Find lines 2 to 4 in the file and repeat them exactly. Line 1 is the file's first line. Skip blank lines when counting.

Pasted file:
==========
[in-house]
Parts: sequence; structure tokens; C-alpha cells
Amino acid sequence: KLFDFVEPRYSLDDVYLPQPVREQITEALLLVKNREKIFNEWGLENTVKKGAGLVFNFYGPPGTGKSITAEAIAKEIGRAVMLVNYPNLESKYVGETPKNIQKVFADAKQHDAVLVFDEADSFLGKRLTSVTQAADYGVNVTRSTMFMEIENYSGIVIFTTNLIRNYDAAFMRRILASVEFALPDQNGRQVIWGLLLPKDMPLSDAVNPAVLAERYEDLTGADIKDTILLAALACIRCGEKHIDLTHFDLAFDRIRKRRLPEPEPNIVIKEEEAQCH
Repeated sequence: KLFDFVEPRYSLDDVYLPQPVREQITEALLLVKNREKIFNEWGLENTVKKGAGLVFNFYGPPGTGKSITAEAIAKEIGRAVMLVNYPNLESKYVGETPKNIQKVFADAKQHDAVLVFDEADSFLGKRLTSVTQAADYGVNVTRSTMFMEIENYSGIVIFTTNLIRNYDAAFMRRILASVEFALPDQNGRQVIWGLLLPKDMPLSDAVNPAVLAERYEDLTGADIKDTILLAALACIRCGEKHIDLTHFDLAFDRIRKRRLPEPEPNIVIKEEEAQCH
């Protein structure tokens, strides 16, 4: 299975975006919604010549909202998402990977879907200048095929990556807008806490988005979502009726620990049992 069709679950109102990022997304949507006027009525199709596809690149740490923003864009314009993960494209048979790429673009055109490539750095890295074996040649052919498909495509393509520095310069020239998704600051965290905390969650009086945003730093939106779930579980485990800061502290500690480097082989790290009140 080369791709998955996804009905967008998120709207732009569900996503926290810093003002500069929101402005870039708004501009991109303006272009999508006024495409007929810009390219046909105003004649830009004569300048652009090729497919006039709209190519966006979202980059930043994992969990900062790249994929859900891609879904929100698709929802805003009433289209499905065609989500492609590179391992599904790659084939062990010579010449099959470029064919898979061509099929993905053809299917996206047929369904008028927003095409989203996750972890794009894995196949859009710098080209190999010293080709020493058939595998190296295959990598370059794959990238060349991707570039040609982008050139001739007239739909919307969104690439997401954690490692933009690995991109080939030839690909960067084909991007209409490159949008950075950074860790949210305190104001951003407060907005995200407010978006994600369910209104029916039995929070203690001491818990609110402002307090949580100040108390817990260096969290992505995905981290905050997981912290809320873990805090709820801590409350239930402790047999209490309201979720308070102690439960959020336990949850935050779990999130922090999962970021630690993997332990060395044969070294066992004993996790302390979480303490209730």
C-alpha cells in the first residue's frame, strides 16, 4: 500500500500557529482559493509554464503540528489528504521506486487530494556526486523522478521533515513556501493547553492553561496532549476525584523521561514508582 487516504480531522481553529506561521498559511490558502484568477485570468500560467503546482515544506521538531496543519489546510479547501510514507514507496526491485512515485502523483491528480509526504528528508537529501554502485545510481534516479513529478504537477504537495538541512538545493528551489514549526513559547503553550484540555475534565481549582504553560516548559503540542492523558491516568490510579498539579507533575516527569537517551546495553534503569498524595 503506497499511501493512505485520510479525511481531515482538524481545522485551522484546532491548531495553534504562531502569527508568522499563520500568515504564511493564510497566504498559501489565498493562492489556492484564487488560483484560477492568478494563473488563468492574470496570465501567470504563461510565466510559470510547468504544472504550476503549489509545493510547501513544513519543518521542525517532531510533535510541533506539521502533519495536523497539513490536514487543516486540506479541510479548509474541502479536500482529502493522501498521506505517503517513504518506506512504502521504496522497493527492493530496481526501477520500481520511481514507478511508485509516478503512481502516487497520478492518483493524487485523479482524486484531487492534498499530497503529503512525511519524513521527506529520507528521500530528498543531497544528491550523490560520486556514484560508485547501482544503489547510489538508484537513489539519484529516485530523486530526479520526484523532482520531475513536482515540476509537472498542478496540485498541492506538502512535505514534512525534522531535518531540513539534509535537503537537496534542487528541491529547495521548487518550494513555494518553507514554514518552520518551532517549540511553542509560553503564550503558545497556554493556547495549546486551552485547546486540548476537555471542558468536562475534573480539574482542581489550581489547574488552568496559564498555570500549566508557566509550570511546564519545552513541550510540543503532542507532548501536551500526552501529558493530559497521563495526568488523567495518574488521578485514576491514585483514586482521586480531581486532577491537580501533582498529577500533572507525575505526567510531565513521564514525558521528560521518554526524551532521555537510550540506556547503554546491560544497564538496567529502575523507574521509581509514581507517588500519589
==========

Parts: sequence; structure tokens; C-alpha cells
Amino acid sequence: KLFDFVEPRYSLDDVYLPQPVREQITEALLLVKNREKIFNEWGLENTVKKGAGLVFNFYGPPGTGKSITAEAIAKEIGRAVMLVNYPNLESKYVGETPKNIQKVFADAKQHDAVLVFDEADSFLGKRLTSVTQAADYGVNVTRSTMFMEIENYSGIVIFTTNLIRNYDAAFMRRILASVEFALPDQNGRQVIWGLLLPKDMPLSDAVNPAVLAERYEDLTGADIKDTILLAALACIRCGEKHIDLTHFDLAFDRIRKRRLPEPEPNIVIKEEEAQCH
Repeated sequence: KLFDFVEPRYSLDDVYLPQPVREQITEALLLVKNREKIFNEWGLENTVKKGAGLVFNFYGPPGTGKSITAEAIAKEIGRAVMLVNYPNLESKYVGETPKNIQKVFADAKQHDAVLVFDEADSFLGKRLTSVTQAADYGVNVTRSTMFMEIENYSGIVIFTTNLIRNYDAAFMRRILASVEFALPDQNGRQVIWGLLLPKDMPLSDAVNPAVLAERYEDLTGADIKDTILLAALACIRCGEKHIDLTHFDLAFDRIRKRRLPEPEPNIVIKEEEAQCH